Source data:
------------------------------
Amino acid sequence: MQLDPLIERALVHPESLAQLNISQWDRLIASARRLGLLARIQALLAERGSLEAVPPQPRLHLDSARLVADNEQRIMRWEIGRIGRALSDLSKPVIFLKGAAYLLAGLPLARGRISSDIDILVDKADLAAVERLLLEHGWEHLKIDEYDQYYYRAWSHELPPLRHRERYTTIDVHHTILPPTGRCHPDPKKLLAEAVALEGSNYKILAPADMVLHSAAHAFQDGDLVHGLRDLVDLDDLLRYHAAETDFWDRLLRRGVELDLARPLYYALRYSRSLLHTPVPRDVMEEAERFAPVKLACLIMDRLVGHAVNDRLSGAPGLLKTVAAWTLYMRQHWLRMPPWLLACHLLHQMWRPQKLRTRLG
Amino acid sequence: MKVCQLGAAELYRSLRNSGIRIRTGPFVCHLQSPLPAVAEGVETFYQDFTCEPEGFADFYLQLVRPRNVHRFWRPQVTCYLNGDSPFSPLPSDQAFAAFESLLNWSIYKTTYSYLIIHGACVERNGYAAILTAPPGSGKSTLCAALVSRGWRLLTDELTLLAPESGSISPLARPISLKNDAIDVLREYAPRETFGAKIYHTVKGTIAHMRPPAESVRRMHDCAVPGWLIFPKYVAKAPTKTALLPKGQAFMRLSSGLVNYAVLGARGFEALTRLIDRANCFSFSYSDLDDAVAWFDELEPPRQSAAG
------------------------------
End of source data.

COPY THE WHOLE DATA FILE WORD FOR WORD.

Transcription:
Amino acid sequence: MQLDPLIERALVHPESLAQLNISQWDRLIASARRLGLLARIQALLAERGSLEAVPPQPRLHLDSARLVADNEQRIMRWEIGRIGRALSDLSKPVIFLKGAAYLLAGLPLARGRISSDIDILVDKADLAAVERLLLEHGWEHLKIDEYDQYYYRAWSHELPPLRHRERYTTIDVHHTILPPTGRCHPDPKKLLAEAVALEGSNYKILAPADMVLHSAAHAFQDGDLVHGLRDLVDLDDLLRYHAAETDFWDRLLRRGVELDLARPLYYALRYSRSLLHTPVPRDVMEEAERFAPVKLACLIMDRLVGHAVNDRLSGAPGLLKTVAAWTLYMRQHWLRMPPWLLACHLLHQMWRPQKLRTRLG
Amino acid sequence: MKVCQLGAAELYRSLRNSGIRIRTGPFVCHLQSPLPAVAEGVETFYQDFTCEPEGFADFYLQLVRPRNVHRFWRPQVTCYLNGDSPFSPLPSDQAFAAFESLLNWSIYKTTYSYLIIHGACVERNGYAAILTAPPGSGKSTLCAALVSRGWRLLTDELTLLAPESGSISPLARPISLKNDAIDVLREYAPRETFGAKIYHTVKGTIAHMRPPAESVRRMHDCAVPGWLIFPKYVAKAPTKTALLPKGQAFMRLSSGLVNYAVLGARGFEALTRLIDRANCFSFSYSDLDDAVAWFDELEPPRQSAAG